Some of the dishes I have tried and liked there :

~ Galauti Kebabs : As melt in mouth as they are supposed to be by virtue of their name, they serve 4 round (tikki type) kebabs in a plate, and I doubt if its possible to make them any finer. Aficionados might draw comparison from here and there, but that would be matter of individual taste. Tunday Kebabi from Lucknow (they now have a chain in Delhi), Rajendra da Dhaba and some of the finer restaurants in town can only claim to touch this beauty served by Al Kauser. That said, I would not be surprised if Alkauser guys manage to beat everyone else in sheer finesse of flavors and spices.

Galauti Kebabs

~ Kakauri : Again, melt in mouth, they serve 2 of them seekhs in a plate and are just slightly different from the Galautis in the way they are spiced. Personally I am not able to find much difference in their texture. The kakoris that I have eaten here are at par with best in business from Delhi – Al Quresh and Aap Ki Khatir are the other two names that come to my mind and the line separating them three is so thin that it is virtually non-existent. Honestly speaking would not be surprised if someone told me that Kebabchis working at these three eateries are fruits of the same tree or trained under the same Ustad, the Master Kebab maker.

~ Varqi Parantha : This calorie bomb is a perfect companion for those kebabs, Layers of shallow fried goodness, it has slightly sweet flavor, which surprisingly goes very well with both the above mentioned kebabs. Calorie conscious brethren can always opt for roomali rotis.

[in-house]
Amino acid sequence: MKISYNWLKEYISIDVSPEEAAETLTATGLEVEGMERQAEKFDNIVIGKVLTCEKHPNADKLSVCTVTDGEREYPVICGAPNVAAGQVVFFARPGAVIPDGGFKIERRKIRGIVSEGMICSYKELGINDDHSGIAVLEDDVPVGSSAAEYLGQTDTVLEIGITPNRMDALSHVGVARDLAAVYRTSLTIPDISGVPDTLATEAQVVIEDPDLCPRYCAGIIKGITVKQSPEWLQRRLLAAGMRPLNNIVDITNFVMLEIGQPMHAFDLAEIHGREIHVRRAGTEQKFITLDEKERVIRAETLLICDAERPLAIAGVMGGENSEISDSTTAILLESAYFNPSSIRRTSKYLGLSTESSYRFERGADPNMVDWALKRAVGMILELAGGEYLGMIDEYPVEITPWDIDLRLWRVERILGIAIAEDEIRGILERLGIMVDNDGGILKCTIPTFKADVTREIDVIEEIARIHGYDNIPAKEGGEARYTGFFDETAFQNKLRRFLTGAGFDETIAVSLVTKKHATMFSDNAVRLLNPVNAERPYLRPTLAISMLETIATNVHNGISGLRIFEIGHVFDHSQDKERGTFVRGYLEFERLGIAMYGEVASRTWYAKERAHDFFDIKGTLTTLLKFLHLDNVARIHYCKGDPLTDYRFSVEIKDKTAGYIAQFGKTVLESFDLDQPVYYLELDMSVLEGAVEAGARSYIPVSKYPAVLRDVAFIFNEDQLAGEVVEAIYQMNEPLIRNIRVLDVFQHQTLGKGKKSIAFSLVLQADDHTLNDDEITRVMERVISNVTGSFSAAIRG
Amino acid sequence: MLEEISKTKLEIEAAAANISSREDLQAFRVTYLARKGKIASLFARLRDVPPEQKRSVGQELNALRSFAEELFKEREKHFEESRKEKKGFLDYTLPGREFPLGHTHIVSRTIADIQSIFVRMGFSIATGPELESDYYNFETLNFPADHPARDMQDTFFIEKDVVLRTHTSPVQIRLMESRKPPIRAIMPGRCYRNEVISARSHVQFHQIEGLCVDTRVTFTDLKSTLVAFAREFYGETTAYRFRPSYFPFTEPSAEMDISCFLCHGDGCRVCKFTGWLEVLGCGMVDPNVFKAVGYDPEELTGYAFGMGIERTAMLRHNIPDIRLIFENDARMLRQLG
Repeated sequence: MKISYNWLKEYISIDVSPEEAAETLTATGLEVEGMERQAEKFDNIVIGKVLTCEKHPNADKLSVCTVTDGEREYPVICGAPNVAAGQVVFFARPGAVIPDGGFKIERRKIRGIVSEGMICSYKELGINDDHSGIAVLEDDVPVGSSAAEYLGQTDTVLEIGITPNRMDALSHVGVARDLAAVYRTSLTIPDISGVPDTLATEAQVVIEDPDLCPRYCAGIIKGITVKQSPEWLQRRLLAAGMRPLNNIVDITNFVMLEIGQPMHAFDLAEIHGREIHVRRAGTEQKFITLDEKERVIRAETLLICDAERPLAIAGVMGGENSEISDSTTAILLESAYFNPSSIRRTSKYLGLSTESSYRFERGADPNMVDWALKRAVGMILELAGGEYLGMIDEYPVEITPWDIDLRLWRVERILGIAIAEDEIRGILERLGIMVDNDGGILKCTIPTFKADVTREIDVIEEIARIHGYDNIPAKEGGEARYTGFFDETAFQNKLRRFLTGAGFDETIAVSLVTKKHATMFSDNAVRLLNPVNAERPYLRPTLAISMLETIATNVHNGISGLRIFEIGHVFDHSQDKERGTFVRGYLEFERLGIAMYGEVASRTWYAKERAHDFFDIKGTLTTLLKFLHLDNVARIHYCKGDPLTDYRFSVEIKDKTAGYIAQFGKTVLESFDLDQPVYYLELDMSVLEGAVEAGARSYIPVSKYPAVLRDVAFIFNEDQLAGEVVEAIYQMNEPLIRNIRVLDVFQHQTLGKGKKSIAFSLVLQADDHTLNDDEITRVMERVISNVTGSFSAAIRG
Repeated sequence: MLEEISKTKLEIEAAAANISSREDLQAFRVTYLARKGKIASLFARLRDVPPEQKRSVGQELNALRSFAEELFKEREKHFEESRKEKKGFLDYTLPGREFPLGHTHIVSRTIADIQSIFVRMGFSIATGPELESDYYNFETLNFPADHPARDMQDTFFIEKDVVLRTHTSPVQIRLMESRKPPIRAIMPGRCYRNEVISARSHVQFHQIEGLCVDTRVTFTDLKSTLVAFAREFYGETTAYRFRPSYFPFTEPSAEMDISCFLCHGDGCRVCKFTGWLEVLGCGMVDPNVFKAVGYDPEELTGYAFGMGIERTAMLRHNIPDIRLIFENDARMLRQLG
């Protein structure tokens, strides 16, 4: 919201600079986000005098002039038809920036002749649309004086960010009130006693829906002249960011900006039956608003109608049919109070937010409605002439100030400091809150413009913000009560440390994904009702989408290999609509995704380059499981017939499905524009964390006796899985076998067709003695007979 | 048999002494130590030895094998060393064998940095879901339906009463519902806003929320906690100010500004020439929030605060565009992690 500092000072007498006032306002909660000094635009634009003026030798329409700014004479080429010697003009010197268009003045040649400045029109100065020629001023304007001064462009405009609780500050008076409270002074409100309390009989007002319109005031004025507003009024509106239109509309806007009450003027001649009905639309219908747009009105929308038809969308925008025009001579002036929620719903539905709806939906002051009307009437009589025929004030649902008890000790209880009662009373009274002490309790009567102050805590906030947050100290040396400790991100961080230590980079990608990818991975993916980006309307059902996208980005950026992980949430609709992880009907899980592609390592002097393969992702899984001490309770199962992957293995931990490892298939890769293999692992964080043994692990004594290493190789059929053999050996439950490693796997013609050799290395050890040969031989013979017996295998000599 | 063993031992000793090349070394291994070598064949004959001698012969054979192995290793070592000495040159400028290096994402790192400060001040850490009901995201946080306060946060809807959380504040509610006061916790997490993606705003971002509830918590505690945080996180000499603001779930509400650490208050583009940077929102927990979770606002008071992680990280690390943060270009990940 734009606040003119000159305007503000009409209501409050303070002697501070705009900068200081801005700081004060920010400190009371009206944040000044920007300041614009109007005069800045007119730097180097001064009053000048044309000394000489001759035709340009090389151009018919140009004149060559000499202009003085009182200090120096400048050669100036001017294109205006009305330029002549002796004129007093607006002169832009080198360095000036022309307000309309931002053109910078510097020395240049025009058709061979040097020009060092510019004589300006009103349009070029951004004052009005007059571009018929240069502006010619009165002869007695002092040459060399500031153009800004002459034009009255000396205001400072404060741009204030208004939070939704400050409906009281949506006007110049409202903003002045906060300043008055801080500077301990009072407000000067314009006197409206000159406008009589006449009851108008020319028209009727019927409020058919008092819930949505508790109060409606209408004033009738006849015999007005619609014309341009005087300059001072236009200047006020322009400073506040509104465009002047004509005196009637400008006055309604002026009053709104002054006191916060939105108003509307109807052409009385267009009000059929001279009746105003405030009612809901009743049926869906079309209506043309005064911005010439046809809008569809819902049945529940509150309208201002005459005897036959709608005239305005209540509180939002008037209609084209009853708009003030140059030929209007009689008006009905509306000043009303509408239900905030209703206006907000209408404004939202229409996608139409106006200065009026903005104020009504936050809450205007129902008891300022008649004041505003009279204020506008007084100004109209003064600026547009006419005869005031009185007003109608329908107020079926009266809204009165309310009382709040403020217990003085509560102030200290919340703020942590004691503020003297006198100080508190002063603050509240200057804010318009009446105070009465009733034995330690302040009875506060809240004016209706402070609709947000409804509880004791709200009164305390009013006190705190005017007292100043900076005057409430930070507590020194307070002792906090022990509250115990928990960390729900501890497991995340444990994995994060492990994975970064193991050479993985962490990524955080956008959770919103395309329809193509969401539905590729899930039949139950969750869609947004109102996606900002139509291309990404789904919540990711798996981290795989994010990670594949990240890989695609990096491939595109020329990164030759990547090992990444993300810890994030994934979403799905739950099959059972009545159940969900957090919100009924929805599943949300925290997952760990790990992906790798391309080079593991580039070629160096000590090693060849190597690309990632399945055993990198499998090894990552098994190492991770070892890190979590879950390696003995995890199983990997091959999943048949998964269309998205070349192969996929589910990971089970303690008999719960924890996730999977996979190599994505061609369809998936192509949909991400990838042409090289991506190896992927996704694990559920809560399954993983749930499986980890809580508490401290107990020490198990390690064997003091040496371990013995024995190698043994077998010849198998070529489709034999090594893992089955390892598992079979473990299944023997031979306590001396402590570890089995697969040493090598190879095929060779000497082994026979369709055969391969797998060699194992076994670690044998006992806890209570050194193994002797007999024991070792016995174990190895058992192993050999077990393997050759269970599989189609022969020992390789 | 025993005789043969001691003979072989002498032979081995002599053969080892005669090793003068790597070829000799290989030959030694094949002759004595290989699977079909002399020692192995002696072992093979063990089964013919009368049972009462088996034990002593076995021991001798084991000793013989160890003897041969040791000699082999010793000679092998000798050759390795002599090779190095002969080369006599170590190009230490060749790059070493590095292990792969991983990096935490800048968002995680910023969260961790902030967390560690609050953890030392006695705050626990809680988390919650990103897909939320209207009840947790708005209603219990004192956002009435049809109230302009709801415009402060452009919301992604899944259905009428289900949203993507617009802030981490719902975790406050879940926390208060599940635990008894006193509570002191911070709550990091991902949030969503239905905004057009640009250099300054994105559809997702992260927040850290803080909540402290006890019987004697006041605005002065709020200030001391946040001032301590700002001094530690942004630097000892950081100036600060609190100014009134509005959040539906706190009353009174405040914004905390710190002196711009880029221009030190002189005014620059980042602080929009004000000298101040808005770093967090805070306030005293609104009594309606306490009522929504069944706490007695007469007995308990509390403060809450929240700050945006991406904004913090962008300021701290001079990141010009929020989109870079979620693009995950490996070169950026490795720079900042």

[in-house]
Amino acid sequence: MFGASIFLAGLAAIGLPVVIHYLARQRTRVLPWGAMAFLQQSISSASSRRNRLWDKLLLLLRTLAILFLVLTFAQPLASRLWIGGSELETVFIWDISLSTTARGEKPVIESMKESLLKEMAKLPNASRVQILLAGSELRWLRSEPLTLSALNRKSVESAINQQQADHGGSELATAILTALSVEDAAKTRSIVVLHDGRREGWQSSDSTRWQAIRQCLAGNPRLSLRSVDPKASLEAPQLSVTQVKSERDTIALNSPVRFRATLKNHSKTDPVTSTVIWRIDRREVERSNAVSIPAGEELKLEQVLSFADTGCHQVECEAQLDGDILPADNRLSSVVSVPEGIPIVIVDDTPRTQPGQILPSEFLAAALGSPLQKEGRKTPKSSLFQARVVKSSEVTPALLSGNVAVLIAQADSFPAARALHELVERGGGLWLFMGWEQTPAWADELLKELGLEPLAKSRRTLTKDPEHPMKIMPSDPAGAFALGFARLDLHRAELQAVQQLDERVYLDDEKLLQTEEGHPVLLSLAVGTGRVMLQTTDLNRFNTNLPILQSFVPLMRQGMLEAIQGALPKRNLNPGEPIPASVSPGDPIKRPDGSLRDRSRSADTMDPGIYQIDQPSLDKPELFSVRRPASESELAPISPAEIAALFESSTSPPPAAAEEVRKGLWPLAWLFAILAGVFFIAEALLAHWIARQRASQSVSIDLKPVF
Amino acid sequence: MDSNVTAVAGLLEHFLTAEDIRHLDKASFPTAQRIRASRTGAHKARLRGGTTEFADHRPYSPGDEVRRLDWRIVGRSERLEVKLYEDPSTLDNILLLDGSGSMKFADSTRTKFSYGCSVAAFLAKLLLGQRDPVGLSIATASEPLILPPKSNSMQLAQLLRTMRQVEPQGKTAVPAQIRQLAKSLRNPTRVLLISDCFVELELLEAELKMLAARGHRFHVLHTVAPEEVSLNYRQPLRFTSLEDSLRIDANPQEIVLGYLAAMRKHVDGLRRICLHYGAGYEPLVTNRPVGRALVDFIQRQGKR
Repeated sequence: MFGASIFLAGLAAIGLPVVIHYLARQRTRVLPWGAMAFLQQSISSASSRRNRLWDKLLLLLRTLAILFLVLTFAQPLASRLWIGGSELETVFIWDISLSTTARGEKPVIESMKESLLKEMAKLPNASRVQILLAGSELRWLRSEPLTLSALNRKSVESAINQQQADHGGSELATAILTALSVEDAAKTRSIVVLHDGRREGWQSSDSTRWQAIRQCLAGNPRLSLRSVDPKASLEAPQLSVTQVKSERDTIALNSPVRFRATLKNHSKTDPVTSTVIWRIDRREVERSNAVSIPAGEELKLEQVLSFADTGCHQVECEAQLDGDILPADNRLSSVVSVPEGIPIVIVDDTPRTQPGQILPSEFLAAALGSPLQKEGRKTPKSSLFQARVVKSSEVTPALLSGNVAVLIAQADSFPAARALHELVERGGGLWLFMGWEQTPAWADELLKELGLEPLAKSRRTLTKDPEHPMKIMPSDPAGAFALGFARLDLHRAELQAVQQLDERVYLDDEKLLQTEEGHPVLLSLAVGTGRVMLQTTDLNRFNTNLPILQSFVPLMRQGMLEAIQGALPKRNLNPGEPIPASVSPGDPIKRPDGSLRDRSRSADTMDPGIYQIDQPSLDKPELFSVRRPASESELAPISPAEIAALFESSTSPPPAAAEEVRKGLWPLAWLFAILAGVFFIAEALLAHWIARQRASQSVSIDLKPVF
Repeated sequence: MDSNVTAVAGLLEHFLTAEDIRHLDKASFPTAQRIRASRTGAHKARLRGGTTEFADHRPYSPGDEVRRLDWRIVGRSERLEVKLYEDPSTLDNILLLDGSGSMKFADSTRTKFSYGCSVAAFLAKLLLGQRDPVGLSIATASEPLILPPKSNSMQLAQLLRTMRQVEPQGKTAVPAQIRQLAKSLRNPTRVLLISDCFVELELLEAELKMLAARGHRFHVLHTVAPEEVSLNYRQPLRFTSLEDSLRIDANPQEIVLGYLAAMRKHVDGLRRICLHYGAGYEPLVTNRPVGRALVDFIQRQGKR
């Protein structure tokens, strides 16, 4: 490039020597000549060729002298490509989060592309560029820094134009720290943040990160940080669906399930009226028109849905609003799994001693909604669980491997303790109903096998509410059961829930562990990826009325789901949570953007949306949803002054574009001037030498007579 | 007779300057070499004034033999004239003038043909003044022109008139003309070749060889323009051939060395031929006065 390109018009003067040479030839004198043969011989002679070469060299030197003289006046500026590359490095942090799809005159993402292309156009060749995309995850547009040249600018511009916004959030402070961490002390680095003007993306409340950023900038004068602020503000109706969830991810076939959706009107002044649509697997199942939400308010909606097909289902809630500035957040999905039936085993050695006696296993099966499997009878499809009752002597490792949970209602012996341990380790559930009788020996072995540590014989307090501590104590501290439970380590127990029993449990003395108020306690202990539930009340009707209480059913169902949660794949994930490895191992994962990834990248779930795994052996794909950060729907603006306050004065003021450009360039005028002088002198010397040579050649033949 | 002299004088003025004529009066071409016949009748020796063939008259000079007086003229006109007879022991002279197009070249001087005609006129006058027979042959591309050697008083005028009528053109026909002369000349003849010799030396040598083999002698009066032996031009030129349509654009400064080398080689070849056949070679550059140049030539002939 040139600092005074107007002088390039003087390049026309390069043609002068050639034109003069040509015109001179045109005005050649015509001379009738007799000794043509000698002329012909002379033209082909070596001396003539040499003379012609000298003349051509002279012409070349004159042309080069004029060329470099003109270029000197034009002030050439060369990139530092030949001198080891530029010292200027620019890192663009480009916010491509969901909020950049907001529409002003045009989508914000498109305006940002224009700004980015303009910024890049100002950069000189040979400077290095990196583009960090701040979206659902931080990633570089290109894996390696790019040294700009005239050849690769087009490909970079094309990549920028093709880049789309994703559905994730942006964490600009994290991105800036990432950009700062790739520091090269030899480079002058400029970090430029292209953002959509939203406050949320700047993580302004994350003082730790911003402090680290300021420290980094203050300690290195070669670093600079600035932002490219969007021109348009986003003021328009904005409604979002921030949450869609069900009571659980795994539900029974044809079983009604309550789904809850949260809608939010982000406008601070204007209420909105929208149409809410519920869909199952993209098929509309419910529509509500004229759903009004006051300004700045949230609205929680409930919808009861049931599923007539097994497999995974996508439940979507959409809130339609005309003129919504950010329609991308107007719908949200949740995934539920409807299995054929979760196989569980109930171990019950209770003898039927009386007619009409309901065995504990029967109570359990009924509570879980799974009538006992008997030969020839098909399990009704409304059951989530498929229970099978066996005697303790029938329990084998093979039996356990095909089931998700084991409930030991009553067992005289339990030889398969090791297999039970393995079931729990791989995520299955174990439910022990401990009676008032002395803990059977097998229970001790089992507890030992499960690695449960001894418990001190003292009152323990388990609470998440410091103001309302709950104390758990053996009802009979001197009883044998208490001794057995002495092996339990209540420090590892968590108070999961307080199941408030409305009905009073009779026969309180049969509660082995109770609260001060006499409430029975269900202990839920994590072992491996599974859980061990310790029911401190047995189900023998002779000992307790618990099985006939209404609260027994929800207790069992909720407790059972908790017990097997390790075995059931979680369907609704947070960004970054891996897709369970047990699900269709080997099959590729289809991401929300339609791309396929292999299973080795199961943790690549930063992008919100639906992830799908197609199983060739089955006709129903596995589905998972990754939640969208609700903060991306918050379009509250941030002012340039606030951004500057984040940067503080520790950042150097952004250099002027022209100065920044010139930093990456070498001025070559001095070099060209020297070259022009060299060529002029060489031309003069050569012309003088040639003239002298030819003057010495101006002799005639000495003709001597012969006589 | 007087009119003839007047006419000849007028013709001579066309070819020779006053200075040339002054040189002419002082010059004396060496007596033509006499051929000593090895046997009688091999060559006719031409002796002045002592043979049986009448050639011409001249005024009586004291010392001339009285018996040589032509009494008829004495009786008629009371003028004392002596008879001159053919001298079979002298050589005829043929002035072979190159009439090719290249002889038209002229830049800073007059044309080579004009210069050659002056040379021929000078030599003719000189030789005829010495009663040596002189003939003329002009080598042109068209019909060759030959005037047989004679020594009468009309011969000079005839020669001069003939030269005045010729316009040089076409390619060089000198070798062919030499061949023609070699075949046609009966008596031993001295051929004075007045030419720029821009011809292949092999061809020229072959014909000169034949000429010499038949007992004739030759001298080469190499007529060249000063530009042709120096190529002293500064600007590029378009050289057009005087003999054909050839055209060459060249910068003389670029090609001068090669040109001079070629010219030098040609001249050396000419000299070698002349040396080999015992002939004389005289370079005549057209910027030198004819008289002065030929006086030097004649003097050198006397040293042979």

Varqi Parantha

~ Biryani : Now this can be a show stopper for many. They serve Chicken and Mutton Biryani in a Handi, complete with a lid, sealed by dough. I am assuming that they put partially done rice and meat in the handi, seal it and then put it inside a tandoor or in a bhatti, where it spends some time. The process is called ‘Dum’ lagana, where various flavors from meat, spices and rice infuse among themselves. The lid is sealed with dough allowing nothing to escape from that handi. Ask then to serve you the Handi itself as opening it would release the aromas of extremely hot and well made delicacy and it is something that one must experience. Here let me warn you – they do not serve any salan, or raita with their biryani, and honestly speaking I have never felt the need for one too.